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College recruiters complain about ban

A rule devised for military recruiters and foes also limits high school access for universities.

By THOMAS C. TOBIN, Times Staff Writer
Published September 15, 2007


A new policy that regulates on-campus access to Pinellas high school students is starting to draw complaints from some top college recruiters, school superintendent Clayton Wilcox said Friday.

He said a handful of "fairly prestigious academic programs" - including Harvard University, the University of Michigan and the University of Chicago - have expressed displeasure.

Wilcox said he expects similar complaints to roll in as the school year wears on.

Under the policy, students may see a college recruiter before school starts at 7:05 a.m. or during the 30-minute, end-of-day lunch period. Previously, recruiters were allowed in during the school day, and students could be pulled out of classes to see them.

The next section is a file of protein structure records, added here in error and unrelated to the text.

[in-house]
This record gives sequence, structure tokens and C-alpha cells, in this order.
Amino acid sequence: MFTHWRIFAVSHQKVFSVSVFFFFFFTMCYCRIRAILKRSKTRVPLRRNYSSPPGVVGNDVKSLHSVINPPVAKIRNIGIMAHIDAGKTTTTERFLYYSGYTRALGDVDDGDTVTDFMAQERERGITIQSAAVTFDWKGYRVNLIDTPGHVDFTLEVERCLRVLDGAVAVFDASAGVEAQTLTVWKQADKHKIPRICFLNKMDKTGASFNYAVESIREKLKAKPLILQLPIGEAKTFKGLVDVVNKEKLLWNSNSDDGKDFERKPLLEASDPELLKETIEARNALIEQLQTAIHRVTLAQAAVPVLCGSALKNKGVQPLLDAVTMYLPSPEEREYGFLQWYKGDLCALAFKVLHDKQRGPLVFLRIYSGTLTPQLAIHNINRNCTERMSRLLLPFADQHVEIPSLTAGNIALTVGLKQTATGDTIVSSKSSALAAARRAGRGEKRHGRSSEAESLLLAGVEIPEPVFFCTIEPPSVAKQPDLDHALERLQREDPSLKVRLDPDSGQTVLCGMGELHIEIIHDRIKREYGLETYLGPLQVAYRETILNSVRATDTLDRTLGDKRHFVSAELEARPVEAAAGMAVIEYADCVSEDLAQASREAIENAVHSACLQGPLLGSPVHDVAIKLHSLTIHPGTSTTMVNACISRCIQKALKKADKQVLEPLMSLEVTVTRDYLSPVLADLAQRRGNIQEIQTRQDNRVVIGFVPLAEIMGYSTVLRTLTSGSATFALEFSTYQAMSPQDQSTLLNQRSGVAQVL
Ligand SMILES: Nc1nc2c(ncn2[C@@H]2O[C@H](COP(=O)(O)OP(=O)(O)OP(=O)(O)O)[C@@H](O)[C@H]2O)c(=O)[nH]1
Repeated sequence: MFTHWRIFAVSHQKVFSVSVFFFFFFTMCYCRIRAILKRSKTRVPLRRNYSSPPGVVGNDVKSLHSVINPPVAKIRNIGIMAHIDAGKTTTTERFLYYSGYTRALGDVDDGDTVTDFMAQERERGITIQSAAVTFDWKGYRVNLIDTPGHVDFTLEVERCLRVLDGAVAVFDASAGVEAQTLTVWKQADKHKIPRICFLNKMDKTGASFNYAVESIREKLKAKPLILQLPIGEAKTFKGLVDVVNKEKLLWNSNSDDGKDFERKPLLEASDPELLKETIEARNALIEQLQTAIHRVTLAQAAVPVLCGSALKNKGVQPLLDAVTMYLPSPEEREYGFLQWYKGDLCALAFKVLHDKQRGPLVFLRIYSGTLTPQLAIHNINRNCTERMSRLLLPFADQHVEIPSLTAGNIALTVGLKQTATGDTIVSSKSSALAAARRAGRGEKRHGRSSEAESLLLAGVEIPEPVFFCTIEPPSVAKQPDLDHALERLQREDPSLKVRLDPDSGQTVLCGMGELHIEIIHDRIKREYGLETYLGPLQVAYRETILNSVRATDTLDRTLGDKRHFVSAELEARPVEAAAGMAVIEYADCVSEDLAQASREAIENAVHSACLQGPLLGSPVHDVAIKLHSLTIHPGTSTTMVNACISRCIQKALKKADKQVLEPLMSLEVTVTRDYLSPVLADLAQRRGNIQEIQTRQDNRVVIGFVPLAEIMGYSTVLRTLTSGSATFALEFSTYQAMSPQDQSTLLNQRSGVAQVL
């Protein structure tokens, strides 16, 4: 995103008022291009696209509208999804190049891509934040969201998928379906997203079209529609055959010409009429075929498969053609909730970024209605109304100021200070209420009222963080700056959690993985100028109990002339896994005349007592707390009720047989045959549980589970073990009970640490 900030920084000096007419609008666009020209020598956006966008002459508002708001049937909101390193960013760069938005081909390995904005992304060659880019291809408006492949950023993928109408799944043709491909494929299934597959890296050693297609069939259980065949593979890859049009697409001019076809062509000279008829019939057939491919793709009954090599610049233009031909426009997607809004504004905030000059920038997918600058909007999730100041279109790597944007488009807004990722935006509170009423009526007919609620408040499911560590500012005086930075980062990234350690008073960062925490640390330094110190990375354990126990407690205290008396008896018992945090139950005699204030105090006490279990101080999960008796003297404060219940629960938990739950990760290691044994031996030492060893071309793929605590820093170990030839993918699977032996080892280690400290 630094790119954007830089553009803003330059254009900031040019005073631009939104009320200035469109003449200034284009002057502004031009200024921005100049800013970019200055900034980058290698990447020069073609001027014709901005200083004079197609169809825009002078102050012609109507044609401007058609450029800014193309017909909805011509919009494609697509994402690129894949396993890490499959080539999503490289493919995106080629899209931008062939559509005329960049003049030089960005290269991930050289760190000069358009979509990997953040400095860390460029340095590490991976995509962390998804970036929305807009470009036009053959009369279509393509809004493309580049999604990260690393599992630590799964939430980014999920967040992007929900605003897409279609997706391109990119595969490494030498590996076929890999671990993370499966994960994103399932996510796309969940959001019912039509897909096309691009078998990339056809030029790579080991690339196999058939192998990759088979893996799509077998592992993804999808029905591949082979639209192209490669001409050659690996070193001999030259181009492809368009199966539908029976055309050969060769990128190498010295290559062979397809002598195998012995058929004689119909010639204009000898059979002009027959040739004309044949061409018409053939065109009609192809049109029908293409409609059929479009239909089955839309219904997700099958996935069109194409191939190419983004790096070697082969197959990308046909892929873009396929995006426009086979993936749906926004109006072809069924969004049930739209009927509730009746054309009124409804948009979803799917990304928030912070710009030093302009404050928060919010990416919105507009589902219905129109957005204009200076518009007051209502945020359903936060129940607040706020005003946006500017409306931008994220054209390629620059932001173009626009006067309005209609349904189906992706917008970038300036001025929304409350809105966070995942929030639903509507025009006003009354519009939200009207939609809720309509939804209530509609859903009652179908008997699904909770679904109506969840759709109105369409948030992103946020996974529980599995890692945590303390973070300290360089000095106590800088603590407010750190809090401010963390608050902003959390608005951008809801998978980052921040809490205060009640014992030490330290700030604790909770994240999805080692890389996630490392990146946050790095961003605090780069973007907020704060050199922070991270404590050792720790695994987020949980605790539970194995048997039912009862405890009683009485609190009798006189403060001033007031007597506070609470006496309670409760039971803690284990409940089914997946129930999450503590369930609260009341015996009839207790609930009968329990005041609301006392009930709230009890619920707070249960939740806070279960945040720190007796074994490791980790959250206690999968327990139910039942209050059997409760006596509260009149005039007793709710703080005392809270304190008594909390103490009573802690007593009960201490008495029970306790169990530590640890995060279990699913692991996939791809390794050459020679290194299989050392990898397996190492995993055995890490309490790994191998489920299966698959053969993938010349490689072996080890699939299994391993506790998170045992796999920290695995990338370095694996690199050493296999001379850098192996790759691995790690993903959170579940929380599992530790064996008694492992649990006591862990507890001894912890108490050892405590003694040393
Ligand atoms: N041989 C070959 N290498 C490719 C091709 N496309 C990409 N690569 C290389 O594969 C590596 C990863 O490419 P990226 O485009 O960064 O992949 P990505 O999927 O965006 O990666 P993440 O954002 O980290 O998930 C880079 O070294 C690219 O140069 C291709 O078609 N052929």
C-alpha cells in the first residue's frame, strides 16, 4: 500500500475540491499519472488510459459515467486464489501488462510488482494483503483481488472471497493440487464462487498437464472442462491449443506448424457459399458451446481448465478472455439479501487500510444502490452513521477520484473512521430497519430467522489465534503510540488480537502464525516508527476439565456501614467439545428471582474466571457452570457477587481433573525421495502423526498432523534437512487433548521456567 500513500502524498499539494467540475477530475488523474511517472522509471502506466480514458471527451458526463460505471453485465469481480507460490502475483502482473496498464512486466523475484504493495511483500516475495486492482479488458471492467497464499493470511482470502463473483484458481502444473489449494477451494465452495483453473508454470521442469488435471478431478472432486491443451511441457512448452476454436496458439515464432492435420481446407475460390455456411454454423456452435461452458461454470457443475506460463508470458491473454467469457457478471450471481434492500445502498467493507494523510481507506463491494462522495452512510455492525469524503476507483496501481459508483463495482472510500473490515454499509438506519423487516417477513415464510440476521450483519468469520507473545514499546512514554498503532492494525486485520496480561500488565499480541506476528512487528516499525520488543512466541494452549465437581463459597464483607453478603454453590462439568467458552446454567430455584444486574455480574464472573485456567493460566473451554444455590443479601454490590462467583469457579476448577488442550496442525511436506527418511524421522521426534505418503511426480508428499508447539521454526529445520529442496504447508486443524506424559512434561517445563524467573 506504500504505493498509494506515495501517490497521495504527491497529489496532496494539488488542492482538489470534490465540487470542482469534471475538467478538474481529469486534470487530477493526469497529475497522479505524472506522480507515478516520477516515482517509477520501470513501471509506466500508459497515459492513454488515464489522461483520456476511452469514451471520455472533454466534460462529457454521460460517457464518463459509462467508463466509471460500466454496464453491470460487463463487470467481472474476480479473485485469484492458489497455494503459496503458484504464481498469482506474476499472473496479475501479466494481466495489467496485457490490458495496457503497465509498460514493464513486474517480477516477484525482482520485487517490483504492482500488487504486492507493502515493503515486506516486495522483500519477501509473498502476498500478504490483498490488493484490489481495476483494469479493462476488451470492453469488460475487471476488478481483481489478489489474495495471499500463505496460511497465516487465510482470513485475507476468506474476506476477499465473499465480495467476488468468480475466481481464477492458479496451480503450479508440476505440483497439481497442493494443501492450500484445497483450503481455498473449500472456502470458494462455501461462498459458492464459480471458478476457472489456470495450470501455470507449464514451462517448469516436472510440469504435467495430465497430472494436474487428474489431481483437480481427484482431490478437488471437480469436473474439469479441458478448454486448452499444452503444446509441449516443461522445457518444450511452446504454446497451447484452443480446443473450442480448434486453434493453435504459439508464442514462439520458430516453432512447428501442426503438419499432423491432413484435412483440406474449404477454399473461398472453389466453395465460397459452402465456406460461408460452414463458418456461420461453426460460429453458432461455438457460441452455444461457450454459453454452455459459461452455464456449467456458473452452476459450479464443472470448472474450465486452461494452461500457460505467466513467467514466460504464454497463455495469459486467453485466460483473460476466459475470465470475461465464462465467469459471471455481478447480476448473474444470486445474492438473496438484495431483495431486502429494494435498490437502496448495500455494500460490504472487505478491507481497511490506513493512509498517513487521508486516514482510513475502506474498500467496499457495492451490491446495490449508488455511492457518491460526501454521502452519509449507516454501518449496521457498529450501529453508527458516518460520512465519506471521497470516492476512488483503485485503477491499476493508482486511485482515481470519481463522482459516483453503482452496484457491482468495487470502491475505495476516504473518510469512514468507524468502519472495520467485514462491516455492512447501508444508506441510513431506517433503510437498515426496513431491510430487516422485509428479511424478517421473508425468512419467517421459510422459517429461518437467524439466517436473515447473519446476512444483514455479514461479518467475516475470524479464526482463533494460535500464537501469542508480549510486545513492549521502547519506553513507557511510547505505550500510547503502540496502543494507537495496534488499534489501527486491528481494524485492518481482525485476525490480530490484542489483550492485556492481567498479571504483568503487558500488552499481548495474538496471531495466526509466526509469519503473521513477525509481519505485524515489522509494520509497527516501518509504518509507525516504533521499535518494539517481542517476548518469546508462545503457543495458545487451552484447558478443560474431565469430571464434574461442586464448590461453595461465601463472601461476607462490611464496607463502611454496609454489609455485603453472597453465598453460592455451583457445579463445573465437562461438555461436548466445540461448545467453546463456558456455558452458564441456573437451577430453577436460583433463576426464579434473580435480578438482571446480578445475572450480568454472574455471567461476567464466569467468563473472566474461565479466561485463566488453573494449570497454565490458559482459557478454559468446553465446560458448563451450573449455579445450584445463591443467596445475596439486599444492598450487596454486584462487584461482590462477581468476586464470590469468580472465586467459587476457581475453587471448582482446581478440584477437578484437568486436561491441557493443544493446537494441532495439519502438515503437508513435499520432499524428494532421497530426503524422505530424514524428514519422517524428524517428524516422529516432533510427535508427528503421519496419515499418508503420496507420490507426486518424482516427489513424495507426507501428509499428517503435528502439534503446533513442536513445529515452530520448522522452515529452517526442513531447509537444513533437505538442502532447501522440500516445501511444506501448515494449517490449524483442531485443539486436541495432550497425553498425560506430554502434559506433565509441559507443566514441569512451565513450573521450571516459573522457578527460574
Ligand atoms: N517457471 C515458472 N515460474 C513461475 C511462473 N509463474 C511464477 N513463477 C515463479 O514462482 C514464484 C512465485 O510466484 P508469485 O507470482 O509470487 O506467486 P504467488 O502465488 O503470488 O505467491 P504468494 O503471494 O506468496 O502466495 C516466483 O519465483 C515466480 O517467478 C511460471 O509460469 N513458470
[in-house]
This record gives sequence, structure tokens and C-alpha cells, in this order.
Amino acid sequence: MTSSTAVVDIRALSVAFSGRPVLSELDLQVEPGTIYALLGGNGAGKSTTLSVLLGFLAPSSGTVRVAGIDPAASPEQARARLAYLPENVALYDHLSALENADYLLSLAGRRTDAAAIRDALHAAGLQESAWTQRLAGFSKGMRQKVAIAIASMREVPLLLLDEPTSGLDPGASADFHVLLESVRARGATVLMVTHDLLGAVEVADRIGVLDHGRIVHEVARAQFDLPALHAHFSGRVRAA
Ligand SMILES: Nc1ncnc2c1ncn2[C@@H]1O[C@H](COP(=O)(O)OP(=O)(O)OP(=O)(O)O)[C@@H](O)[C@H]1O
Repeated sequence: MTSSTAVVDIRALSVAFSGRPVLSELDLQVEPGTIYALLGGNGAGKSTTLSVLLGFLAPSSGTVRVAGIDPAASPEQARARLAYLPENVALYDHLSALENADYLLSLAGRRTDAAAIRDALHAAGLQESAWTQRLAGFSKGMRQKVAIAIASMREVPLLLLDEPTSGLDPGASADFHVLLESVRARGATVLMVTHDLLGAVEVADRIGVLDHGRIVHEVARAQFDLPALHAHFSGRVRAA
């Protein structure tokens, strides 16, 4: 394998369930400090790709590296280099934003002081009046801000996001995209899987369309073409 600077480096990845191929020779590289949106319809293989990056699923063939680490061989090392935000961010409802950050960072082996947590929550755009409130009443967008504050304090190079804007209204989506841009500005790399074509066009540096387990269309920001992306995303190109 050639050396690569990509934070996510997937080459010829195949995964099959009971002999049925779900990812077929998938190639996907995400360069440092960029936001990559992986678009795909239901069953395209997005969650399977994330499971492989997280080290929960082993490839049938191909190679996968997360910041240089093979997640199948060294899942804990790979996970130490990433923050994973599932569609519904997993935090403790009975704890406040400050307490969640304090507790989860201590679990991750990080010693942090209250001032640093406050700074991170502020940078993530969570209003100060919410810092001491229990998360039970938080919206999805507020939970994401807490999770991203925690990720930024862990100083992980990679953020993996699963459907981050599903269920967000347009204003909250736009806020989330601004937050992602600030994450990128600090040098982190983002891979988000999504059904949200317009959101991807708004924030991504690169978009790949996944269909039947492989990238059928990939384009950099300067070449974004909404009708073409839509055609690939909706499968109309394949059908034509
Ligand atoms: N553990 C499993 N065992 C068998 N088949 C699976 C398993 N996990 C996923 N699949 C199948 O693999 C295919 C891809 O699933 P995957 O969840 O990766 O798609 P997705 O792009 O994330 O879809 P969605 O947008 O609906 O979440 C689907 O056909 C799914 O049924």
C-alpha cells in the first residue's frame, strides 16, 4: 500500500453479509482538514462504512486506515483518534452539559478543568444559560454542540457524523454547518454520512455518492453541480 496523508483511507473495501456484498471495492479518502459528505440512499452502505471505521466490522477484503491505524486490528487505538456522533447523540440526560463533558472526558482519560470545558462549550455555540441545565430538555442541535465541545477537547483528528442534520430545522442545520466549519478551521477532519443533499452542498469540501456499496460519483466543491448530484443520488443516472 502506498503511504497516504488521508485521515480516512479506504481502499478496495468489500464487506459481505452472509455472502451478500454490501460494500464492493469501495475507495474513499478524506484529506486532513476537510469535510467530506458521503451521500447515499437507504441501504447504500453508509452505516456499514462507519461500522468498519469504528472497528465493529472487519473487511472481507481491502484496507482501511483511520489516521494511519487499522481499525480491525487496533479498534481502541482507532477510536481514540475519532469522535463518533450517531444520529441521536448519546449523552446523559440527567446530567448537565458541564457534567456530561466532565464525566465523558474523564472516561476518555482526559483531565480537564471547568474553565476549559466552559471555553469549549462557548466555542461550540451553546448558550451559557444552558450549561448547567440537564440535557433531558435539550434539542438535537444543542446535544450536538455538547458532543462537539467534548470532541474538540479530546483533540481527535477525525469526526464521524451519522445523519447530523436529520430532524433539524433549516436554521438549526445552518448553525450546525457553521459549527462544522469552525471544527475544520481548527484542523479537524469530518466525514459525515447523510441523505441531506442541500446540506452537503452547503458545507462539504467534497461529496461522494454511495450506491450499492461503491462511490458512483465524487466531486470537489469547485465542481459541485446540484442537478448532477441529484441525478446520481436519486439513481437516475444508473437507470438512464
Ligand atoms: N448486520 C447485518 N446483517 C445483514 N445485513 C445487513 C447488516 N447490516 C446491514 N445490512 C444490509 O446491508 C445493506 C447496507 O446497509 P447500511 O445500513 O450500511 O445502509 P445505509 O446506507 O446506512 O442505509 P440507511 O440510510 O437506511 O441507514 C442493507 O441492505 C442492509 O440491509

Initially, the focus of the policy was to give access to Veterans for Peace, an antiwar group that wanted to present students with alternatives to the messages being delivered by military recruiters who frequented campuses. When the School Board decided to limit access to certain times of the day, college recruiters were swept into the mix because all groups had to be treated equally.

"It was probably an unintended consequence but not an unanticipated consequence," said Wilcox, who long resisted the policy, contending the district didn't need it.

"We knew all along it was going to be difficult."

He said Harvard representatives complained this week when they ran into a time crunch trying to visit students at St. Petersburg High and Palm Harbor University High at opposite ends of the county. Because the new rules confined them to the 30-minute lunch period, they could visit only St. Petersburg High and ended up spending the rest of the day at a private school in Hillsborough County.

Wilcox said he planned to seek input from guidance counselors in a few weeks to see if the policy is causing other problems. He said one solution might be to schedule more college nights at a "well-advertised time where a lot of kids can see a lot of recruiters."

[Last modified September 15, 2007, 00:07:15]

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